In much of the U.S. and in many other areas of the world, it’s winter –
the real, snow-piled-on-the-sides-of-the-road kind of winter.  This is a
time when outdoor enthusiasts’ thoughts turn to winter sports.

When the outdoor enthusiasts also happen to be parents, the creativity

Since I love downhill skiing, I had my daughter on a harness and
munchkin skis when she was barely four years old.   We went to the
least expensive resort in the area and paid a ½ day fee for me, which
allowed Amy to “ski” free (until she was six).  The few times I bought
her a lesson, it was a private or semi-private, so she could get the
most concentrated learning for the buck.  By age seven, she and I
could ski the easy blue runs together comfortably. By eight, she was
tackling some steeper hills. It will probably take another lesson or two
to get her on the bumps.

I know other parents who put their kids in group ski lessons from a
young age, season after season, and now that they are in the seven to
nine-year-old age range, they are speeding down varied terrain with
their parents.

Other parents who are cross country ski or snowshoe enthusiasts
purchase pull-along sleds when their children are young. Imagine the
snowbound equivalent of a bicycle trailer.  They tow their kids behind
them on the trails.  Eventually, the kids don’t want to be in the sled so
they learn how to track along with their parents.

Then there is another group of parents – a group which is interested in
involving their kids in winter sports, but hasn’t had the best of
experiences when they’ve tried it.  I’d like to share a few downhill-
skiing-vacation travel tips, amassed from years of experience with first
my stepchildren and now my daughter.

Downhill Skiing Travel Tips
  It’s a little late in the season now, but hey, you can always plan for next
year.  When it comes to the expensive sport of downhill skiing, with a little planning
you almost never have to pay full price. This is a very important factor in downhill
skiing with kids because if you have paid less for your ticket, you’ll feel less pressure
to maximize the value of every minute. 
See Kid Days below.
You can buy season passes and four-passes to a variety of resorts if you can decide
where to ski by October.  If you can’t plan that far in advance, type in “ski free” in
your search engine (sometimes you need to add the state you’ll be skiing in) and
several existing deals should come up.  For example, in Colorado, if you fill your tank
with Phillips 66 gasoline, you can get one discounted ski pass or a buy-one-get-one
(BOGO) set of passes.  Don’t forget to check local grocery stores, ski shops, and
chambers of commerce for possible discounts.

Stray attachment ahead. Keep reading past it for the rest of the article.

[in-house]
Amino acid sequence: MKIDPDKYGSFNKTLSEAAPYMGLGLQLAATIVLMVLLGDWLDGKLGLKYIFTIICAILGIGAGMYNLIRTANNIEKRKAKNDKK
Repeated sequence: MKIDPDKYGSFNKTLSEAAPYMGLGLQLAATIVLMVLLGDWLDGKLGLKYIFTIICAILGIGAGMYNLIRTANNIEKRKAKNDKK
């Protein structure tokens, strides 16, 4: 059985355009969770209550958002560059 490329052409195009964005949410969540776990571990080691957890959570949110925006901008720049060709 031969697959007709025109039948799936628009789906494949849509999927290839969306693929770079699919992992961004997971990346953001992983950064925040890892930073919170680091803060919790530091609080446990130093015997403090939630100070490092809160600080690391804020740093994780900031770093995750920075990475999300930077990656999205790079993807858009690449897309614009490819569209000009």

Kid days vs. adult days:  If you want a full, hard day of skiing, this should be an
adult ski day (unless you know for a fact that your kids can run the slopes with you
this way.)  Otherwise, remember that a kid ski day is a different animal, and that if
you’re going to enjoy it you need to be willing to go at their pace.  And that attitude
must start first thing in the morning as they are putting on equipment.  Also see Hot
Chocolate Breaks
and Games below.

Properties:  You can motivate your kids with other things they can see and do at the
resort at which you ski or at the property at which you stay.  For example, my
daughter and I ski Copper Mountain partially because I get a pass there and partially
because they offer snow tubing.  We can tuck into a café for a little après ski and
food, then go back out on the hill and do some tubing.  Other resorts also offer ice
skating and sledding hills.  Some hotels or condos have game rooms and swimming
pools.  See next topic.

Swimming Pools:  I can’t emphasize enough the value of a pool for most kids.  I
have unashamedly bribed my daughter into one more run, or trying a slightly more
challenging run, by promising and following through on a good swim after skiing.  In
the general radius of skiing areas, these pool sites also offer hot tubs.  Need I entice
you more?

Hot chocolate breaks:  Plan at least one of these into your kids’ ski day.
A little rest and warm liquid can give yield much better energy for the rest of the day.

Games:  Even older children still enjoy going and playing in the kids’ terrain parks
available at most ski mountains.  There are secluded routes through the trees with
little jumps to catch some air. If you are trying to teach your kids speed, pick a less
populated run and play a little chase.  If you’re trying to teach technique, try follow-
the-leader and pick something specific to work on, like small s-turns, when you are
the leader.

I hope these tips help you plan an enjoyable skiing getaway.  If you
come to the great state of Colorado to ski, see you on the slopes!

Mama J (Diane Fromme) is a writer, parent, and stepparent located in
Northern Colorado.  For more information on her stepparenting book,
go to


Tags: , , , , , , , ,

Leave a Reply